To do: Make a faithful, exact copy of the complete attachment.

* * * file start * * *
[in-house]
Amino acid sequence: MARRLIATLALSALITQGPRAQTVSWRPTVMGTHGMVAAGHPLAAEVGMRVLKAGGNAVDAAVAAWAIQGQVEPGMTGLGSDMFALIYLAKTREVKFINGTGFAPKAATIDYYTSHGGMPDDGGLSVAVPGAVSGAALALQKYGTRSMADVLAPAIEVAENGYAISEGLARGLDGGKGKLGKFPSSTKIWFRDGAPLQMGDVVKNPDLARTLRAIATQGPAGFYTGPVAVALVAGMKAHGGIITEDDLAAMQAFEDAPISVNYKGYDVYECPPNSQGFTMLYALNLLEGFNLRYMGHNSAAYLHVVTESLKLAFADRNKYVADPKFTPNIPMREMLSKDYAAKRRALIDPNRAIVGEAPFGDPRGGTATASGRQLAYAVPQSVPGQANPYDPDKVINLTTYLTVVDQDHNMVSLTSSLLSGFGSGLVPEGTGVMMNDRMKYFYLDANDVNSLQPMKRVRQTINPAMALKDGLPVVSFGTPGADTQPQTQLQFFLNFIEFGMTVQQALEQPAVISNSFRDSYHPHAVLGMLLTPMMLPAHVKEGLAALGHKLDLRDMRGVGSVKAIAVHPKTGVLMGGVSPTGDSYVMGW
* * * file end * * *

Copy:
[in-house]
Amino acid sequence: MARRLIATLALSALITQGPRAQTVSWRPTVMGTHGMVAAGHPLAAEVGMRVLKAGGNAVDAAVAAWAIQGQVEPGMTGLGSDMFALIYLAKTREVKFINGTGFAPKAATIDYYTSHGGMPDDGGLSVAVPGAVSGAALALQKYGTRSMADVLAPAIEVAENGYAISEGLARGLDGGKGKLGKFPSSTKIWFRDGAPLQMGDVVKNPDLARTLRAIATQGPAGFYTGPVAVALVAGMKAHGGIITEDDLAAMQAFEDAPISVNYKGYDVYECPPNSQGFTMLYALNLLEGFNLRYMGHNSAAYLHVVTESLKLAFADRNKYVADPKFTPNIPMREMLSKDYAAKRRALIDPNRAIVGEAPFGDPRGGTATASGRQLAYAVPQSVPGQANPYDPDKVINLTTYLTVVDQDHNMVSLTSSLLSGFGSGLVPEGTGVMMNDRMKYFYLDANDVNSLQPMKRVRQTINPAMALKDGLPVVSFGTPGADTQPQTQLQFFLNFIEFGMTVQQALEQPAVISNSFRDSYHPHAVLGMLLTPMMLPAHVKEGLAALGHKLDLRDMRGVGSVKAIAVHPKTGVLMGGVSPTGDSYVMGW